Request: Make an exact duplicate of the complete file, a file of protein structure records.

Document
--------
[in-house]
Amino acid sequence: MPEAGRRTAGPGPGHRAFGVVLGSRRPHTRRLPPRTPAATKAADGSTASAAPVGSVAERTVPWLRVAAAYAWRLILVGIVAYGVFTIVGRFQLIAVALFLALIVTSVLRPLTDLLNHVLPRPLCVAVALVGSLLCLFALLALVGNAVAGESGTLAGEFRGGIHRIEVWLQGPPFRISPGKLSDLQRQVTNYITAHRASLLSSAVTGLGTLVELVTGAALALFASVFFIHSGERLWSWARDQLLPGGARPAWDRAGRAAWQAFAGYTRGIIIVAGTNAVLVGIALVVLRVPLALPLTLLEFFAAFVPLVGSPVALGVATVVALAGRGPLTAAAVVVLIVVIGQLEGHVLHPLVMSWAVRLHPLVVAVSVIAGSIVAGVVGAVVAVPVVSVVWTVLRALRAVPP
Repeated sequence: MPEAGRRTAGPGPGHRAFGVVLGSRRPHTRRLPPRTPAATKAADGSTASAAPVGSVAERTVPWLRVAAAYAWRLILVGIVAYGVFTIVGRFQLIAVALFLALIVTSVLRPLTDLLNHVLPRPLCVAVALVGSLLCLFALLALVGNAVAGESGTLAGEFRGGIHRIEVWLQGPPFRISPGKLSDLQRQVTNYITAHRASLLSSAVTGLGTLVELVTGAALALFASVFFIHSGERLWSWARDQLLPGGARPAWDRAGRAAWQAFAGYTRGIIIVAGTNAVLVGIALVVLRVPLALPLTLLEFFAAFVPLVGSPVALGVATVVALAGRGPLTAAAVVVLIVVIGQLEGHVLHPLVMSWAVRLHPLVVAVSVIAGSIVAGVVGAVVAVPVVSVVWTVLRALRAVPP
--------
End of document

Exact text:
[in-house]
Amino acid sequence: MPEAGRRTAGPGPGHRAFGVVLGSRRPHTRRLPPRTPAATKAADGSTASAAPVGSVAERTVPWLRVAAAYAWRLILVGIVAYGVFTIVGRFQLIAVALFLALIVTSVLRPLTDLLNHVLPRPLCVAVALVGSLLCLFALLALVGNAVAGESGTLAGEFRGGIHRIEVWLQGPPFRISPGKLSDLQRQVTNYITAHRASLLSSAVTGLGTLVELVTGAALALFASVFFIHSGERLWSWARDQLLPGGARPAWDRAGRAAWQAFAGYTRGIIIVAGTNAVLVGIALVVLRVPLALPLTLLEFFAAFVPLVGSPVALGVATVVALAGRGPLTAAAVVVLIVVIGQLEGHVLHPLVMSWAVRLHPLVVAVSVIAGSIVAGVVGAVVAVPVVSVVWTVLRALRAVPP
Repeated sequence: MPEAGRRTAGPGPGHRAFGVVLGSRRPHTRRLPPRTPAATKAADGSTASAAPVGSVAERTVPWLRVAAAYAWRLILVGIVAYGVFTIVGRFQLIAVALFLALIVTSVLRPLTDLLNHVLPRPLCVAVALVGSLLCLFALLALVGNAVAGESGTLAGEFRGGIHRIEVWLQGPPFRISPGKLSDLQRQVTNYITAHRASLLSSAVTGLGTLVELVTGAALALFASVFFIHSGERLWSWARDQLLPGGARPAWDRAGRAAWQAFAGYTRGIIIVAGTNAVLVGIALVVLRVPLALPLTLLEFFAAFVPLVGSPVALGVATVVALAGRGPLTAAAVVVLIVVIGQLEGHVLHPLVMSWAVRLHPLVVAVSVIAGSIVAGVVGAVVAVPVVSVVWTVLRALRAVPP